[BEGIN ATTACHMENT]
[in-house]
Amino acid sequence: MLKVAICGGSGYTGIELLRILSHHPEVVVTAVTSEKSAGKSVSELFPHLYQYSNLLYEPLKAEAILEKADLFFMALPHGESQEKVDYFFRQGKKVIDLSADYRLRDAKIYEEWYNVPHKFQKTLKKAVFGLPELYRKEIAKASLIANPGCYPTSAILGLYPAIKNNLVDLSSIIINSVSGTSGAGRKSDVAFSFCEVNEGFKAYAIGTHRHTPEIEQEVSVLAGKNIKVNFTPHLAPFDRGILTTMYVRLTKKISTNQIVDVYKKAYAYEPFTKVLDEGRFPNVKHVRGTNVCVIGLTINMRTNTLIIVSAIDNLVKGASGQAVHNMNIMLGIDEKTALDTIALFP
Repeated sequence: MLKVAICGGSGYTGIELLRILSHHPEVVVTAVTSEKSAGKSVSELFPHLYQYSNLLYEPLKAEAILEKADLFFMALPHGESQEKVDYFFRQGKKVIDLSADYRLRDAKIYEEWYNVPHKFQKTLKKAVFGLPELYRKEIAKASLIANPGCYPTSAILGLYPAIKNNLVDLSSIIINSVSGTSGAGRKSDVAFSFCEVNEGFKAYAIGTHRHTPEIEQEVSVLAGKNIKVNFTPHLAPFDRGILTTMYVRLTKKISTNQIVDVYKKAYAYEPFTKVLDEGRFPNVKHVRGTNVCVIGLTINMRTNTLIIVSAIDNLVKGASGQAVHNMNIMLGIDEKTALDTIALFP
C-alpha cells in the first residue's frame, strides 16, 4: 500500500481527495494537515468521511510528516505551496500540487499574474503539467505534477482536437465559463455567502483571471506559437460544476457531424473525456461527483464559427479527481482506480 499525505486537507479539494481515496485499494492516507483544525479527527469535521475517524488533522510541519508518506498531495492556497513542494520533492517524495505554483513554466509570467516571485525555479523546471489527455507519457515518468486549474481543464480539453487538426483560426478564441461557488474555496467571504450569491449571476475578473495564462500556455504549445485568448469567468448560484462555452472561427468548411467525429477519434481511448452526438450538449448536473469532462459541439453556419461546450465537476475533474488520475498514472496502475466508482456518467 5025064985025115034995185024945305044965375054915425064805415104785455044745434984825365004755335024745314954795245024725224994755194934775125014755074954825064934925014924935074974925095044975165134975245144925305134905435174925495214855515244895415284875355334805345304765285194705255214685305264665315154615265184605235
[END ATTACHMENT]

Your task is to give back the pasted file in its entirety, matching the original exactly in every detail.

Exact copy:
[in-house]
Amino acid sequence: MLKVAICGGSGYTGIELLRILSHHPEVVVTAVTSEKSAGKSVSELFPHLYQYSNLLYEPLKAEAILEKADLFFMALPHGESQEKVDYFFRQGKKVIDLSADYRLRDAKIYEEWYNVPHKFQKTLKKAVFGLPELYRKEIAKASLIANPGCYPTSAILGLYPAIKNNLVDLSSIIINSVSGTSGAGRKSDVAFSFCEVNEGFKAYAIGTHRHTPEIEQEVSVLAGKNIKVNFTPHLAPFDRGILTTMYVRLTKKISTNQIVDVYKKAYAYEPFTKVLDEGRFPNVKHVRGTNVCVIGLTINMRTNTLIIVSAIDNLVKGASGQAVHNMNIMLGIDEKTALDTIALFP
Repeated sequence: MLKVAICGGSGYTGIELLRILSHHPEVVVTAVTSEKSAGKSVSELFPHLYQYSNLLYEPLKAEAILEKADLFFMALPHGESQEKVDYFFRQGKKVIDLSADYRLRDAKIYEEWYNVPHKFQKTLKKAVFGLPELYRKEIAKASLIANPGCYPTSAILGLYPAIKNNLVDLSSIIINSVSGTSGAGRKSDVAFSFCEVNEGFKAYAIGTHRHTPEIEQEVSVLAGKNIKVNFTPHLAPFDRGILTTMYVRLTKKISTNQIVDVYKKAYAYEPFTKVLDEGRFPNVKHVRGTNVCVIGLTINMRTNTLIIVSAIDNLVKGASGQAVHNMNIMLGIDEKTALDTIALFP
C-alpha cells in the first residue's frame, strides 16, 4: 500500500481527495494537515468521511510528516505551496500540487499574474503539467505534477482536437465559463455567502483571471506559437460544476457531424473525456461527483464559427479527481482506480 499525505486537507479539494481515496485499494492516507483544525479527527469535521475517524488533522510541519508518506498531495492556497513542494520533492517524495505554483513554466509570467516571485525555479523546471489527455507519457515518468486549474481543464480539453487538426483560426478564441461557488474555496467571504450569491449571476475578473495564462500556455504549445485568448469567468448560484462555452472561427468548411467525429477519434481511448452526438450538449448536473469532462459541439453556419461546450465537476475533474488520475498514472496502475466508482456518467 5025064985025115034995185024945305044965375054915425064805415104785455044745434984825365004755335024745314954795245024725224994755194934775125014755074954825064934925014924935074974925095044975165134975245144925305134905435174925495214855515244895415284875355334805345304765285194705255214685305264665315154615265184605235